Within reason, anyway! It’s complicated, and a new area which embraces experimental philosophy and psychology, but:
That’s precisely what psychologist David DeSteno, director of Northeastern University’s Social Emotions Lab, explores in The Truth About Trust: How It Determines Success in Life, Love, Learning, and More, which was recently and elegantly reviewed by Maria Popova at BrainPickings.org. From his book:
“Trust begets trust more often than not. Although common sense may seem to suggest that illusions are always to be avoided in favor of hard objectivity, sometimes a softer-focus lens, one capable of smoothing the rough edges, is to be preferred. If you’ve developed a strong sense of trust in a partner, it will function in just that way. When there’s ambiguity about how trustworthy he or she is, that sense of preexisting trust will burnish your view; it’ll blur the lines in an effort to push you toward continuing to trust. And, in reality, that’s not a bad thing. … Many instances of perceived untrustworthiness are errors or aberrations. Consequently, forgiveness is a great strategy.”
Popova then notes: As for the age-old tension between reason and intuition, it turns out that Susan Sontag was right in asserting that intuition and the intellect serve us best in tandem. DeSteno writes:
“Intuitions, or hunches, are usually less variable than conscious evaluations. As a result, they [tend to] provide more accurate assessments of another’s trustworthiness. There are two reasons for this superiority. The first, as we’ll see in chapter 6, is that the nonconscious mind is more attuned to reading the true indicators of trustworthiness than is the conscious one. The second is that the nonconscious mind is also less amenable to our own influence. We’ve all had the experience of trying to talk ourselves into or out of something, meaning that we’ve all had the experiencing of trying to override our intuitions.”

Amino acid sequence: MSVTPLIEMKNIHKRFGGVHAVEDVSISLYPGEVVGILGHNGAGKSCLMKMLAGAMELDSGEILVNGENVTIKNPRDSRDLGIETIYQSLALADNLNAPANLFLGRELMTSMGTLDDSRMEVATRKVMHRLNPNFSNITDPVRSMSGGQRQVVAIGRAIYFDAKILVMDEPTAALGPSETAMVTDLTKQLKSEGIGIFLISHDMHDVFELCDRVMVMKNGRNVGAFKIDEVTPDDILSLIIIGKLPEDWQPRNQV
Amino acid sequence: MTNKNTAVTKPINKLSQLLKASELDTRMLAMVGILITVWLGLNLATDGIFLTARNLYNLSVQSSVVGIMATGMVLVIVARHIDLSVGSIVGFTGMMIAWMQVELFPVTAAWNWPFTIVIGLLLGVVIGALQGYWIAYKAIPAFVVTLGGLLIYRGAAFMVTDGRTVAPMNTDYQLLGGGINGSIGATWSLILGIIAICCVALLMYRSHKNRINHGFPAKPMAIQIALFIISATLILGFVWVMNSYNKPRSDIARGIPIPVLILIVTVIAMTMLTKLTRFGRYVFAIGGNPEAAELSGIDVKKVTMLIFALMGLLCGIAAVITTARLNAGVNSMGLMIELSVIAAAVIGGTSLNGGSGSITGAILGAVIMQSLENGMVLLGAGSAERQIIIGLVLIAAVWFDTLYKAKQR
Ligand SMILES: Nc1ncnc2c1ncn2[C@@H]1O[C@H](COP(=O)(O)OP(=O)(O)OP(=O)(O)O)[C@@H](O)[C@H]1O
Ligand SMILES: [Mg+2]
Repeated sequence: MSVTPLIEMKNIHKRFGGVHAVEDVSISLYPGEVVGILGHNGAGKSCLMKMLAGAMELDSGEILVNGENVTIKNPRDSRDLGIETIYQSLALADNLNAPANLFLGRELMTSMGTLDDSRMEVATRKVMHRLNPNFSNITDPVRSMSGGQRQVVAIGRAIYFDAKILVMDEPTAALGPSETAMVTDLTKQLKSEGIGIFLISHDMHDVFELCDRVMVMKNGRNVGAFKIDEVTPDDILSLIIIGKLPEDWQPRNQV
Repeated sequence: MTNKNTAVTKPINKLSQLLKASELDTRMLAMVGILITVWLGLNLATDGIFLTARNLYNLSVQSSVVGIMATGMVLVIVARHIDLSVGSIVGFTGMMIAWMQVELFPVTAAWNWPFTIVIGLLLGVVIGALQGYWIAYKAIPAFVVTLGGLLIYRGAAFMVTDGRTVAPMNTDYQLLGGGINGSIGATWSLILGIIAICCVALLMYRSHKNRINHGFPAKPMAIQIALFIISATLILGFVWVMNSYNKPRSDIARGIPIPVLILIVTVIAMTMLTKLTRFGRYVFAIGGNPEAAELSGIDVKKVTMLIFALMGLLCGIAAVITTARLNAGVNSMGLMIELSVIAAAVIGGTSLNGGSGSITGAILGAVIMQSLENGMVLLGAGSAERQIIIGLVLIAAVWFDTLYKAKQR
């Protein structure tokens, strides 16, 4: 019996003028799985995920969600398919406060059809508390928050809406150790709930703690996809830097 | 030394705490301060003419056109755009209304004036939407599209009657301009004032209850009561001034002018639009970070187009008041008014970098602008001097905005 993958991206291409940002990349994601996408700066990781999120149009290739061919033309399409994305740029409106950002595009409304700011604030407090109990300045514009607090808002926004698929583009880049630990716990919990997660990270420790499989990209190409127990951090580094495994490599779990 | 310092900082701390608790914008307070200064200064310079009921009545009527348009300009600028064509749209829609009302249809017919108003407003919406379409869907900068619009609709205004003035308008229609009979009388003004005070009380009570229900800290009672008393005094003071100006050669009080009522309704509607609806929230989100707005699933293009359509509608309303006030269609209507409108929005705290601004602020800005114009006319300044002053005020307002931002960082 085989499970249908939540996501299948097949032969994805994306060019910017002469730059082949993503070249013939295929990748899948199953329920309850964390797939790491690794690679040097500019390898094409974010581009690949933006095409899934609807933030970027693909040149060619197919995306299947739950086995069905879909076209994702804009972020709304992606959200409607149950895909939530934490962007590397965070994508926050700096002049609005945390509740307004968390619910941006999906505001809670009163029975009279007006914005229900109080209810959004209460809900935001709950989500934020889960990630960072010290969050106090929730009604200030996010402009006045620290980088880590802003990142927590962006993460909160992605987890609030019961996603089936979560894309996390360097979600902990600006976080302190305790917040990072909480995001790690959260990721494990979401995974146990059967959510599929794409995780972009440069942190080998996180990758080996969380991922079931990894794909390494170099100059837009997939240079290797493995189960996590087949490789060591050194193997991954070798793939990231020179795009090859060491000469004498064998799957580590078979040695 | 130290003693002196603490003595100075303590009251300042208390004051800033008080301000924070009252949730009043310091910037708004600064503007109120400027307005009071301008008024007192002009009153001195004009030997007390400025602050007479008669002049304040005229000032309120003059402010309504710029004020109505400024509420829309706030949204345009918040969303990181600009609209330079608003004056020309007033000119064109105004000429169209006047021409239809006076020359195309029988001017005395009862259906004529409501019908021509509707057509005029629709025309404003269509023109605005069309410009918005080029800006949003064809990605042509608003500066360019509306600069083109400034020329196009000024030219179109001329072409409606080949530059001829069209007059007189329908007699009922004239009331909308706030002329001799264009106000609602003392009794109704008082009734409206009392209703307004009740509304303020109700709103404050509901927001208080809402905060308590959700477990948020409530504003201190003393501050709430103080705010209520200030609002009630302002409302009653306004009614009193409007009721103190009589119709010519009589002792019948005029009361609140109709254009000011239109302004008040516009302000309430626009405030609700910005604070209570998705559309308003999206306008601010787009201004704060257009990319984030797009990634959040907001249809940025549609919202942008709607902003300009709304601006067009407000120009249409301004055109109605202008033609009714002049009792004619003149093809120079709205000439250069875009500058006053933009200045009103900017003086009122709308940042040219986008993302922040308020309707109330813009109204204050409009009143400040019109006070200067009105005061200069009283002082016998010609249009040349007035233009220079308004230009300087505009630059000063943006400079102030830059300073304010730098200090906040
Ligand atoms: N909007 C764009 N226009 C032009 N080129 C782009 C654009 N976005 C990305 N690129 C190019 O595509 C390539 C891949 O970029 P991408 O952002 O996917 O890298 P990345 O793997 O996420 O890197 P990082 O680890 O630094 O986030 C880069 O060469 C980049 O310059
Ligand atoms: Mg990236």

He adds a word of empirically tested advice:
“Listen to your hunches; hear them out. While intuitions may not always be right, they are more often than not — a fact alone that warrants their consideration.”
The Will Doctor has emphasized this approach in Estate Planning. In our experience, the gut reaction to the appointment of trustees, or the nature of an inheritance proves more useful then a careful analysis of the pros and cons, and weighing the evidence. This has been proved over and over to be a good strategy, although like everything else, it is not a perfect solution, and sometimes the hunch benefits from being diluted with a bit of careful reflection.